I had such a good time experimenting with my telephoto lens last time, that I decided to give it another try. Today while running some errands, I took my Canon AE-1 with the same fd 70—210mm f4 lens as last time. I had some time to spare and managed to get some nice shots at the market square of Helsinki.

It is ok to shoot street photography with other than 50mm

You know they always say that street photography should be done with a 50mm or a wide angle lens? 50mm is known to be somewhat of a standard among purist and I agree too to some extent. For me, 50mm is THE focal length and I’ve been too brainwashed by the idea that true street photographers use only it. For that reason, I’ve always laughed at tele zooms and counted them out from my arsenal. I don’t think I’m ever going to carry a tele zoom lens as my main lens, but I have to say I have changed my mind about them for sure. I’ve enjoyed tremendously shooting with a large lens and I’m loving the results I’m getting with it in terms of street photography. Some famous photographers has used teles too of course. I believe that Saul Leiter used a lot of 150mm focal length for some of his famous images.

Adjusting my tele setup

This time I adjusted my setup slightly though. Last time I shot Tri-x that I pushed to 1600 in order to get faster shutter speeds. That resulted in very heavy contrast and a lot of grain. Just a bit too much of contrast and just a bit too much of grain. I only have Rodinal in the cupboard at the moment, which tends to give very grainy result. Don’t get me wrong; I love grain. That’s the reason I dig film so much. But — the amount and style of grain has to be just right. Pushed Tri-x souped in Rodinal can be a bit too much. I decided to go with T-max and Rodinal and I didn’t push it no more than one stop, shooting it as iso 800. That still gave me fast enough shutter speeds and I was able to shoot without getting any telephoto camera shake. Most of the following photos are shot with 1/500 shutter speed, which is more than enough to give non-shaky images with 210mm lens. T-max is less grainy than Tri-x and looks really good with Rodinal — if you’re into grain. I think that combo produces a nice grain balance. Pushing adds grain and contrast too and last time, when I pushed to iso 1600, it was clearly too much. Shooting at 800 seemed to give nice results. Even though these images are shot on T-max, which is a rather modern black and white film, I got very classical look. Which is exactly what I’m after.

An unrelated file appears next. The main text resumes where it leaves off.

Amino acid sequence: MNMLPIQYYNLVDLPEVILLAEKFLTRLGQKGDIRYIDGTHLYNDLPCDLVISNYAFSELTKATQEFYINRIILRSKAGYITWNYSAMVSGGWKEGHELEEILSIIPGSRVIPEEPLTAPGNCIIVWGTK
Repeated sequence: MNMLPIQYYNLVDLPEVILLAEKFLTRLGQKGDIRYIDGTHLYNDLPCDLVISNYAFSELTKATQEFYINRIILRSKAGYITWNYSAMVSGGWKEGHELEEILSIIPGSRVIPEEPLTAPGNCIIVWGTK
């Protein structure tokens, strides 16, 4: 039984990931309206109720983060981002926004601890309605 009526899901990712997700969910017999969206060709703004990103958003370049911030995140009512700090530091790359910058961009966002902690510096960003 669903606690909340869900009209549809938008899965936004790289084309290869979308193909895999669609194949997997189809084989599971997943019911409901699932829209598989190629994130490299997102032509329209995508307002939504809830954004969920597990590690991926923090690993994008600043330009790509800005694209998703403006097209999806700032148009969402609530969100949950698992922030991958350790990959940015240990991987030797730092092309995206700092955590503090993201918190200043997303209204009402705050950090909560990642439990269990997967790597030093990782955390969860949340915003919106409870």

Some pros and cons

Large lens give a huge amount of freedom for a shy person, who has trouble of getting close. Tele lenses are often criticised for giving a tight composition and compressed look. With a wide angle lens, you can fit a lot of the background into the image. Telephoto lens on the other hand has such a narrow angle, that it can be very hard to give enough context. It’s more for very subject oriented compositions. I have noticed this too, but it wasn’t as bad as thought. I was actually quite surprised how much of background information you can actually include with a large lens.

But anyways, Here are the images. Not all of them are shot with the 210mm focal length. At least one or two has been shot with the 70mm end of the zoom range. I never seem to use any of the focal length between the extreme ends… it’s either the 70mm or the 210mm.